by heart; that she made me responsible for most of my own meals when I was seven and all the laundry in the house when I was nine; that her ability to make money was alchemical; that she was vainer than a beauty queen, but the last time I saw her she weighed more than two hundred pounds and her arms were encrusted with purulent sores; that she loved me so much she couldn’t help hating me; that at least once a week I still dream she is trying to kill me.
Now, where was I?
Bashing the windshield of a red car.
This car belonged to a woman named Josie, an ex-girlfriend of my mother’s only brother. I don’t know whether my uncle asked my mother for this favor or if she had volunteered. Either way seems plausible now. My mother’s Italian-American family had a thuggish, moronic code of honor that everyone violated as often as they upheld
it. This windshield job was an act of loyalty. I learned as I grew up that my mother would demand nothing less of me.
At this point in Kathi’s life she weighed about a hundred and twenty-five pounds. With such a pillowy shape on her diminutive frame, the woman didn’t have powerful torque on her side. But put a metal bar and some anger in her hands and Mum could swing like Ted Williams.
After what seemed a long time, the windshield chipped in one spot.
“Don’t look at Mummy right now, okay?” she muttered to me.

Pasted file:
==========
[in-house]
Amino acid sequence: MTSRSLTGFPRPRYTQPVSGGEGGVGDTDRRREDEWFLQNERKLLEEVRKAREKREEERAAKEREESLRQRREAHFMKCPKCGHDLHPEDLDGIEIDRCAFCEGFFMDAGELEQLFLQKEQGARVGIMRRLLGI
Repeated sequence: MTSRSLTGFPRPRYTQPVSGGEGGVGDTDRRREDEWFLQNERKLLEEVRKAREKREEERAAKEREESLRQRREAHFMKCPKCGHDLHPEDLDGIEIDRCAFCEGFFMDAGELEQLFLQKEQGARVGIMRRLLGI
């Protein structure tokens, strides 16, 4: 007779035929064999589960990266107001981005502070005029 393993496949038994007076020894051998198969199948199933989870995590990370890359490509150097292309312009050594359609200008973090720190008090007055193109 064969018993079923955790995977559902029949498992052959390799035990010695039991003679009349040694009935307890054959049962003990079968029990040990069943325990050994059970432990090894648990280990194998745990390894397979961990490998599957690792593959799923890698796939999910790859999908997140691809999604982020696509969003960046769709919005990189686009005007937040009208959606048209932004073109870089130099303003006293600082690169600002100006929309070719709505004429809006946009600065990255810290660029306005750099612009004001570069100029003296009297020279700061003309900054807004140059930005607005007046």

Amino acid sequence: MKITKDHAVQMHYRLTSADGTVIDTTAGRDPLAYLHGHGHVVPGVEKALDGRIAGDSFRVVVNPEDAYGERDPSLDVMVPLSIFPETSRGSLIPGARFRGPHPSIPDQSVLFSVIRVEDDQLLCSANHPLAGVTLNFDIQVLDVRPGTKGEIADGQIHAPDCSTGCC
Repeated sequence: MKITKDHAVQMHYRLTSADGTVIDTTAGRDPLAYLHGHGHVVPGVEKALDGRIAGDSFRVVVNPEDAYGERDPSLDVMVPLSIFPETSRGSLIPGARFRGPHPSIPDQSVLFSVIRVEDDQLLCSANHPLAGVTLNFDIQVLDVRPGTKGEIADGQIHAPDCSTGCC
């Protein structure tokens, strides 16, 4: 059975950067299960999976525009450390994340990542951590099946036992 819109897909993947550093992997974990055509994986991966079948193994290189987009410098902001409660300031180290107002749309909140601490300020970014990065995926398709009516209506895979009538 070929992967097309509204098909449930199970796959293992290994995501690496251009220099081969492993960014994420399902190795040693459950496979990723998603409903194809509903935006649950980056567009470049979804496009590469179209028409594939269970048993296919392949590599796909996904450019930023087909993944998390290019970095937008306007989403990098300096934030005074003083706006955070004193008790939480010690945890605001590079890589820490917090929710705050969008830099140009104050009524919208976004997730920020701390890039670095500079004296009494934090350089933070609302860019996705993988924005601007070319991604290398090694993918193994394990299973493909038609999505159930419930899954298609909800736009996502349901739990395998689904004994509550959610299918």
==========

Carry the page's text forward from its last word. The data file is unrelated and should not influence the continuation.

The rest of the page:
What else was I supposed to be watching? And who was she trying to kid? My mother loved an audience. No one knew this better than I did.
She took a few more whacks and the chip began to crack outward in jagged spokes, the shape of the sun as I drew it in my crayon landscapes.
Sitting on the hood of the car, I wanted nothing more than to hear the glass shatter, but it was taking forever. My mother and I seemed to realize this at the same moment, because she stopped, turned to look at me, and shrugged, as if to say, “You’d think this would be easier.”
My body leaned toward hers like a plant stretching in the direction of the sunniest window in the room. I prayed with each strike that we would finally hear it—the lovely, delicate rainfall of something whole now in pieces. My mother beat that woman’s windshield with everything she had, but it would not shatter. Eventually she gave up. We got back into the car and drove home in silence, both of us longing for the sound of breaking glass.
Y CHILDHOOD TOOK PLACE IN THE 1980S. I CUT MY BABY TEETH
on the cardboard record sleeve of Supertramp’s
Breakfast in America
. Ronald Reagan was president. Mr. Macaroni Mouth, I used to call him: I don’t remember why. Kathi had a special salute whenever his dour face appeared on TV.
she said, brushing her hand under her chin. She flicked her thumb against her top front teeth, shot a middle finger into the air, pretended to spit. “He was an actor, you know. Not even a good one. Westerns. Glorified soap operas.”